I’ve got to admit it: I am not the world’s hugest Louie fan. Oh, I like the show just fine, but I’m just going to eat a big one here and say that I don’t quite understand the nature of the FX not-comedy*. Nor am I alone: the previews for the show are all man-on-the-street interviews with people trying to come up with ways to describe both the show and its creator/producer/writer/star Louis CK.
But as much as Louie didn’t turn me on, it didn’t turn me OFF enough to really warrant an outraged think piece about misogyny in middle-aged, white American men, either. I thought the fat lady episode was…a little on the nose? But not a bad attempt, per se, at trying to be empathetic to different forms of the human condition. Which is what Louie is, in the end, more so than any Woody Allen flick: a long-form meditation about the symptoms of the human condition. Those little tics and preferences, grievances and tribulations, opinions and petty-fogging devil’s advocacy that could be found in any random person chosen from a New York City subway platform. Why is Louie, as a character, special? Because he’s not.
The fifth season’s premiere seemed more accessible now that I understood the fear of existential anonymity driving the force of the show, or maybe it was just funnier (as Louis C.K. has claimed this season would be). Louie attempts to participate in his daughter’s potluck and finds himself in some hare krishna ritual/UCB improv game/Sedar at my born-again Feminist mom’s house scenario before realizing he’s got the wrong apartment. Downstairs, Observer fan favorite Judy Gold shows off her and her partner’s surrogate to a crowd of women, boasting of natural birthing and unaccredited hospitals. (See! That line! Right there! That’s a laugh line! That could have been lifted straight from Archer!) “This is a private conversation,” Marina (Gold) hisses at Louie as he attempts to socialize by comparing her and her partner’s choice to not know which egg ended up in the surrogate to a game of Yahtzee. For the record, that could have been straight from Curb Your Enthusiasm, which I always found too cringe-y to be funny. Sorry. I’m a monster, I know.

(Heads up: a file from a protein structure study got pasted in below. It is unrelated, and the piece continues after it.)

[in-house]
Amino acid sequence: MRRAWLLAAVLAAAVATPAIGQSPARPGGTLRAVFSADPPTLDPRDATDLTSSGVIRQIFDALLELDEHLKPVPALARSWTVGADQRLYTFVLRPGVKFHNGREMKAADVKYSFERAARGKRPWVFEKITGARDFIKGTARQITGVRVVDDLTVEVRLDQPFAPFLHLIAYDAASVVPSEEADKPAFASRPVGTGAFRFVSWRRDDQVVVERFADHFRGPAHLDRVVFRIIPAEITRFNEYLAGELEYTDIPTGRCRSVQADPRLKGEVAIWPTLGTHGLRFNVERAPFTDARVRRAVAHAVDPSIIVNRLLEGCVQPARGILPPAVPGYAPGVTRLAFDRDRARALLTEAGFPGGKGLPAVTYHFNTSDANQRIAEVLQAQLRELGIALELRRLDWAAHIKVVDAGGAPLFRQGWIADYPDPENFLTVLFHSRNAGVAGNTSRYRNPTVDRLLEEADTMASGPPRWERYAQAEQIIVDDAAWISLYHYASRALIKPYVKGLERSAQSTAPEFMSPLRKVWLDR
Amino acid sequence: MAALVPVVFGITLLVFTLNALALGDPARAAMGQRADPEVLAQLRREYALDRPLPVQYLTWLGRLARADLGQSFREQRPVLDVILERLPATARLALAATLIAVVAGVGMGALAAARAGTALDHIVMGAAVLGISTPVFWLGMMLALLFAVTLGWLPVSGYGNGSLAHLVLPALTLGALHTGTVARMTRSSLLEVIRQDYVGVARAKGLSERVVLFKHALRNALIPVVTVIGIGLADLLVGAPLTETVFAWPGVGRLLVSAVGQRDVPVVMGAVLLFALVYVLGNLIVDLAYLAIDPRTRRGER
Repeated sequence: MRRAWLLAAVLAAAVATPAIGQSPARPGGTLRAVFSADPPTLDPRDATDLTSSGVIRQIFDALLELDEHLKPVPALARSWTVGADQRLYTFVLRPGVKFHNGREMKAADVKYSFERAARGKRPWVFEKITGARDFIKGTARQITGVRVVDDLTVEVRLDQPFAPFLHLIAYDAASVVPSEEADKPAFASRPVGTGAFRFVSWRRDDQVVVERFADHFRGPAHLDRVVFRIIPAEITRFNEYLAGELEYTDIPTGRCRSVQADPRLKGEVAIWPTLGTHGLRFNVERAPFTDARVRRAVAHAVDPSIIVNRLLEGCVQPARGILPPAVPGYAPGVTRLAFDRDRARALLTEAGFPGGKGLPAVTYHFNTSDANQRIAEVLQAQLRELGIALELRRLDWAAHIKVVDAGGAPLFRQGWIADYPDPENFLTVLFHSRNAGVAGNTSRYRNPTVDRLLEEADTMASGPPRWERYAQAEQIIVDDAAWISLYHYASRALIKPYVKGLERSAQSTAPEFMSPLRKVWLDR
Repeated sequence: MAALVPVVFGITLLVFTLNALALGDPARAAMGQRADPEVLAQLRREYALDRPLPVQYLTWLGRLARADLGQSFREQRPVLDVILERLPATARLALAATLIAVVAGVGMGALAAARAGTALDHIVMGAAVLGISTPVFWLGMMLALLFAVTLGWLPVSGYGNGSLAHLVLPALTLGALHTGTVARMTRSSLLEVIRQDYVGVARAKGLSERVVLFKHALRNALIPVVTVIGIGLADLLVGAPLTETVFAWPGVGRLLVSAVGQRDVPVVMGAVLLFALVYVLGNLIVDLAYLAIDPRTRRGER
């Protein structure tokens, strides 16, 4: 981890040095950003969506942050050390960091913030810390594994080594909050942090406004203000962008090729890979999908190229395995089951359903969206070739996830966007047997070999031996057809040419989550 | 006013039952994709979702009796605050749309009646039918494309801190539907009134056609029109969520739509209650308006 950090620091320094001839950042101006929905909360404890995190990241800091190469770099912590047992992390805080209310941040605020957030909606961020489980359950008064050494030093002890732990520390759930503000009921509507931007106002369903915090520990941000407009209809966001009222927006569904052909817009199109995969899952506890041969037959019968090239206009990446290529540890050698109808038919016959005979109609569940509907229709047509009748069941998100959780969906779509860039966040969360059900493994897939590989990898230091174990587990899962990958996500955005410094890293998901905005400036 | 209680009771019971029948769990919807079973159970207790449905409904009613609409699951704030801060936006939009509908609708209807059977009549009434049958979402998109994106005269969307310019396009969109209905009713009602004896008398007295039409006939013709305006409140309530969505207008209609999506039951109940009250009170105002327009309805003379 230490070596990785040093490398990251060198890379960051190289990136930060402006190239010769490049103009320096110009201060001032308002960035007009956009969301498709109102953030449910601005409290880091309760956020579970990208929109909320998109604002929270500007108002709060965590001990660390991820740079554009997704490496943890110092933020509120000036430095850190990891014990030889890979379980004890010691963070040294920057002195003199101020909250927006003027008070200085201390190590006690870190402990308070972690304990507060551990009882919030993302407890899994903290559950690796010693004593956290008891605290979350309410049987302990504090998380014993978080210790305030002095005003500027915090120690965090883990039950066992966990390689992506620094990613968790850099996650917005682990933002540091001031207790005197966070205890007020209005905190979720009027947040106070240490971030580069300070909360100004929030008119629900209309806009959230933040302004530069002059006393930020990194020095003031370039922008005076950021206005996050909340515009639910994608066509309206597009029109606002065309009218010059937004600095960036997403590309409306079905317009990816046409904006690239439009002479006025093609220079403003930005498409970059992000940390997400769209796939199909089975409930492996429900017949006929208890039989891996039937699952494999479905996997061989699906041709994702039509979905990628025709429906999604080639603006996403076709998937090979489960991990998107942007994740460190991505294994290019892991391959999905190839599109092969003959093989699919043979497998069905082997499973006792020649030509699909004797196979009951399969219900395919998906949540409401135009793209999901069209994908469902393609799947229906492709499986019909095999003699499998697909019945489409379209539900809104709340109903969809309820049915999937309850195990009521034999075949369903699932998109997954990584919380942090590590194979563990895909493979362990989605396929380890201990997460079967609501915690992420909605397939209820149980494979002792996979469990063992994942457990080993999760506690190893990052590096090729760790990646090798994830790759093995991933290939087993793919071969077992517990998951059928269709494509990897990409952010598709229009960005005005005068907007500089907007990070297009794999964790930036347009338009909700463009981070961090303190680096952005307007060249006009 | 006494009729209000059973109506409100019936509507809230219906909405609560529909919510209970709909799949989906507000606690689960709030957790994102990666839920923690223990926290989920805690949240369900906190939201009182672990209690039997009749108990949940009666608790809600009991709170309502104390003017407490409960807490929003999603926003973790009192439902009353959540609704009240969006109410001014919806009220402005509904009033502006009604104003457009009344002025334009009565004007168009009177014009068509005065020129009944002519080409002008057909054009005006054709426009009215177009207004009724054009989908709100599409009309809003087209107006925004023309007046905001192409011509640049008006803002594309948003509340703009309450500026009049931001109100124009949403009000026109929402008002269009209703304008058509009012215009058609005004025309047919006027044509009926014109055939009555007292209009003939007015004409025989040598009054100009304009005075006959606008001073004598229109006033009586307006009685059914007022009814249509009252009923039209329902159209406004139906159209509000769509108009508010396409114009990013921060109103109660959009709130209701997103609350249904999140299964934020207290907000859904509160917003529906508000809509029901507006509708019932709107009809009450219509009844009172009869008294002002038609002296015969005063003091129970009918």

The element of Louie that I’ve always been impressed by is his ability, as a storyteller, to go in unexpected directions. I’m like a psychic when it comes to guessing television plots, because most television isn’t that subtle in directing you to the Chekov’s gun in the scene or episode…the one thing you have to pay attention to in the beginning so it will pay off later. But Louie refuses to go that route, so while I kept insisting, “He’s going to realize he prefers it upstairs, with the weirdos” –especially after meeting the bi-racial doppleganger couple downstairs who seemed like an annoyingly warped mirror version of the two we were introduced to–that never happened. There wasn’t even a feint in that direction: either you got it, intrinsically, that the upstairs session was somehow more “pure” than the Yuppie potlock, or you didn’t. There’s no going back. For all of Louie’s searingly weird imagery in the show and overuse of conceptual themes, it doesn’t really spend a lot of time shitting with the narrative.